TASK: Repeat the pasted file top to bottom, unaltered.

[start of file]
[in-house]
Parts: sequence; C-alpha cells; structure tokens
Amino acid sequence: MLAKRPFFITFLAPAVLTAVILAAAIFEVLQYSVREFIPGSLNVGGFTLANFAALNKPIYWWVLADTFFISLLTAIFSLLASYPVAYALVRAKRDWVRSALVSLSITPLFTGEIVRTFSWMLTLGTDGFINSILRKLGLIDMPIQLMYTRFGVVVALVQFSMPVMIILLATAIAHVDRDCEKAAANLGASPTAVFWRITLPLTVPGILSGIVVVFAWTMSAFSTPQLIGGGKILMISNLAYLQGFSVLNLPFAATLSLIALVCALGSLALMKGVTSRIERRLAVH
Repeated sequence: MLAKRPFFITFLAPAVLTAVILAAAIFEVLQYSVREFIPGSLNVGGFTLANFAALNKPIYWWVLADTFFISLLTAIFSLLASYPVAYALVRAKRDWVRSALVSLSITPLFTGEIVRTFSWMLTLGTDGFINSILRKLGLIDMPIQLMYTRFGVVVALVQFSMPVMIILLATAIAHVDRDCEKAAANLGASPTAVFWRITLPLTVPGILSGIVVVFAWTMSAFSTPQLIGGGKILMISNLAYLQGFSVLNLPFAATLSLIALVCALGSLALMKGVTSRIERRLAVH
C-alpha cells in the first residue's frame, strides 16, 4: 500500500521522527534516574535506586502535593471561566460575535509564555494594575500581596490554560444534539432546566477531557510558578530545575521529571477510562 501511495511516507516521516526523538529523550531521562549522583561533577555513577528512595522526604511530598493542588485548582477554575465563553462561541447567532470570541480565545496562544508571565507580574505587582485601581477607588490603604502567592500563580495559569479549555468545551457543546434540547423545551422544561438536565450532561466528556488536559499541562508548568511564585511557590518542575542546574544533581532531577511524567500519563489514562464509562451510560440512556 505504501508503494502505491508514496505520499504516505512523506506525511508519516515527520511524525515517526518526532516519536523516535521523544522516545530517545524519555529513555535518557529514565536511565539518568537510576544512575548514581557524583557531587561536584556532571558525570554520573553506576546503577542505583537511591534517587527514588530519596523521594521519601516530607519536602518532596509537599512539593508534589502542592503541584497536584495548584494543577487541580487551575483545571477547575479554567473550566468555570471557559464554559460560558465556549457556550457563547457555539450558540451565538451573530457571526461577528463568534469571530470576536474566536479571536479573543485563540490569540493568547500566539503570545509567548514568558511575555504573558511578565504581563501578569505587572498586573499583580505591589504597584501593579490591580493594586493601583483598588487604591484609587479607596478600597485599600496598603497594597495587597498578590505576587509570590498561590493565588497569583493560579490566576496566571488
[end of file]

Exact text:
[in-house]
Parts: sequence; C-alpha cells; structure tokens
Amino acid sequence: MLAKRPFFITFLAPAVLTAVILAAAIFEVLQYSVREFIPGSLNVGGFTLANFAALNKPIYWWVLADTFFISLLTAIFSLLASYPVAYALVRAKRDWVRSALVSLSITPLFTGEIVRTFSWMLTLGTDGFINSILRKLGLIDMPIQLMYTRFGVVVALVQFSMPVMIILLATAIAHVDRDCEKAAANLGASPTAVFWRITLPLTVPGILSGIVVVFAWTMSAFSTPQLIGGGKILMISNLAYLQGFSVLNLPFAATLSLIALVCALGSLALMKGVTSRIERRLAVH
Repeated sequence: MLAKRPFFITFLAPAVLTAVILAAAIFEVLQYSVREFIPGSLNVGGFTLANFAALNKPIYWWVLADTFFISLLTAIFSLLASYPVAYALVRAKRDWVRSALVSLSITPLFTGEIVRTFSWMLTLGTDGFINSILRKLGLIDMPIQLMYTRFGVVVALVQFSMPVMIILLATAIAHVDRDCEKAAANLGASPTAVFWRITLPLTVPGILSGIVVVFAWTMSAFSTPQLIGGGKILMISNLAYLQGFSVLNLPFAATLSLIALVCALGSLALMKGVTSRIERRLAVH
C-alpha cells in the first residue's frame, strides 16, 4: 500500500521522527534516574535506586502535593471561566460575535509564555494594575500581596490554560444534539432546566477531557510558578530545575521529571477510562 501511495511516507516521516526523538529523550531521562549522583561533577555513577528512595522526604511530598493542588485548582477554575465563553462561541447567532470570541480565545496562544508571565507580574505587582485601581477607588490603604502567592500563580495559569479549555468545551457543546434540547423545551422544561438536565450532561466528556488536559499541562508548568511564585511557590518542575542546574544533581532531577511524567500519563489514562464509562451510560440512556 505504501508503494502505491508514496505520499504516505512523506506525511508519516515527520511524525515517526518526532516519536523516535521523544522516545530517545524519555529513555535518557529514565536511565539518568537510576544512575548514581557524583557531587561536584556532571558525570554520573553506576546503577542505583537511591534517587527514588530519596523521594521519601516530607519536602518532596509537599512539593508534589502542592503541584497536584495548584494543577487541580487551575483545571477547575479554567473550566468555570471557559464554559460560558465556549457556550457563547457555539450558540451565538451573530457571526461577528463568534469571530470576536474566536479571536479573543485563540490569540493568547500566539503570545509567548514568558511575555504573558511578565504581563501578569505587572498586573499583580505591589504597584501593579490591580493594586493601583483598588487604591484609587479607596478600597485599600496598603497594597495587597498578590505576587509570590498561590493565588497569583493560579490566576496566571488